Finding the Magic in Las Vegas
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LAS VEGAS, July 25 - The city of Las Vegas sees its fair share of celebrities on a regular basis. Just walking through a hotel lobby or sitting by the pool, it is easy to strain your neck trying to keep up with all of the actors, singers, athletes and other famous faces just floating around.

This is especially true during the summer months, a time when the crippling heat that grips our country makes work all but impossible (unless you have a real job). And on weekends that happen to coincide with a highly-touted boxing match, the city is bursting at the seams with A-listers (and some B- and C-listers as well).

I do have a real job, yet still managed to end up in Vegas this past weekend. And no, this is not a summer league story or a USA Basketball Training Camp feature. Believe it or not, my reason for visiting Las Vegas this past weekend has nothing to do with events (let's just say the last of my single friends has fallen). Months after booking our reservation at Mandalay Bay Resort, we learned that boxing great Bernard Hopkins would defending his Light Heavyweight crown against Ronald “Winky” Wright as the scheduled main event of the weekend (Hopkins won a unanimous 12-round decision). Yet somehow, the match was overshadowed by an even bigger event.

Despite the presence of Kobe Bryant, LeBron James, Carmelo Anthony and the rest of their USAB training buddies, "Entourage" stars Adrian Grenier and Kevin Dillon and even Al Roker (who hosted the annual Running of the Brides at the Venetian for NBC's "The Today Show"), it was NBA legend Magic Johnson who attracted the most attention, the most stop-and-turns from people passing by and certainly the most photo and autograph solicitations. Magic hosted the fight afterparty at a club within Mandalay Bay (Magic Johnson Enterprises was the title sponsor).

The thousands of people waiting outside the velvet rope took notice as the many VIPs entered the club, but no one cause more of a stir than Magic. The noise level outside the club rose by hundreds of decibels (I actually have no idea what constitutes a lot of decibels, but let's just say it got loud). He spent more time on the red (or was it blue) carpet as celebs and players who were already inside and situated came out just to pose for pics with him. People were struggling and fighting through the crowd just to get close enough to touch him (they weren't getting past his security detail, though). He was the biggest star in town, without question. (I wouldn't have even known that USA Basketball was training here this weekend had I not constantly read NBA.com or seen J.J. Redick waiting outside of Magic's party.)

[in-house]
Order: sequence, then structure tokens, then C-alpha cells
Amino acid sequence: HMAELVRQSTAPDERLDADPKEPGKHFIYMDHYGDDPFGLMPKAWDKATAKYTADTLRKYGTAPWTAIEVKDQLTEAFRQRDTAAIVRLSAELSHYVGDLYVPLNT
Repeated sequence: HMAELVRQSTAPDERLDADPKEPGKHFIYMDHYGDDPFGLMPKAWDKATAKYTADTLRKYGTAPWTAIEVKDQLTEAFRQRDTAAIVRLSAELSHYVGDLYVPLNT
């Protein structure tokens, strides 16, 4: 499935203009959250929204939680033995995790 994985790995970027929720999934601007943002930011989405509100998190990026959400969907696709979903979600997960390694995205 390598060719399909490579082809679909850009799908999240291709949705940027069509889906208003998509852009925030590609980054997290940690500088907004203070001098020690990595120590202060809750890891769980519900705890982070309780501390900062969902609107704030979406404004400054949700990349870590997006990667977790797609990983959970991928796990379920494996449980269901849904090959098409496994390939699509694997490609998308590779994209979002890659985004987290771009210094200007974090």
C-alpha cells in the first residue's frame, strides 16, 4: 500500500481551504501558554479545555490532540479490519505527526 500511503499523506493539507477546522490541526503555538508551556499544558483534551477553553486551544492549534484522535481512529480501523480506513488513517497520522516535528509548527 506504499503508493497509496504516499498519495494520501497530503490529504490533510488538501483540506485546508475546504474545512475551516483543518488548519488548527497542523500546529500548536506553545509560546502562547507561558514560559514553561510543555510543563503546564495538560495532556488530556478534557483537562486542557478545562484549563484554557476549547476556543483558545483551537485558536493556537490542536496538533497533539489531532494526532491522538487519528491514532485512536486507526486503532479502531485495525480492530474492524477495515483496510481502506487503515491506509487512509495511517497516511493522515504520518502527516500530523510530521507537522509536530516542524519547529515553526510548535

More than a decade after retiring from the NBA and more than 15 years after announcing to the world that he was HIV positive, Magic Johnson is still one of the most recognizeable and beloved celebrities in all the world. Sure, he led the Los Angeles Lakers to five NBA championships (and four more Finals appearances) and made millions of dollars in endorsements during his career, but his business ventures, broadcasting work and foundation efforts have kept him in the spotlight and further contributed to his legendary status. Even Celtics that I know (who always respected Magic despite rooting so hard against him) have grown to love him.

Magic may have been Showtime and has become one of the most successful businessmen in the country as the Chairman and C.E.O. for Magic Johnson Enterprises (he owns 31 Burger Kings, five movie theaters, a dozen 24-Hour Fitness centers, 27 Wa-Mu Home Loan centers and even a T.G.I.Friday's), but he is still THE face of HIV and AIDS in America.

While on "Oprah" last year, he said that he is able to keep his immune system strong through a strenuous workout that includes an hour on an exercise bike followed by weight training. His diet consists of healthy meals and he also takes three pills twice a day. And while rumors continue to run rampant that he has been cured of the disease and has access to special medications, Magic has repeatedly denied these rumors.

The fact remains, though, despite the best efforts by Magic and other famous spokesman who work towards raising awareness and basic preventative health education, 38.6 million people are currently living with HIV and the numbers continue to grow. There are more than 1 million Americans living with HIV (more than 250,000 of them don't even know it). AIDS is also the number one killer for African-American women ages 25 to 34.

These aren't the facts and figures you necessarily think about when you see Magic's smiling face in a crowd of fans (or, more accurately, above a crowd of fans). Heck, even I was caught up in the frenzy and excitement of seeing Magic out on the scene. Many of the people cramming in to shake his hand were probably too young to remember Magic's glory years on the court (which obviously makes even me feel old) but they still recognize and flock to him as the life of the party.

But for everyone, young or old, who goes to Vegas to play and party, Magic can also be a reminder that what happens in Vegas may not always stay in Vegas.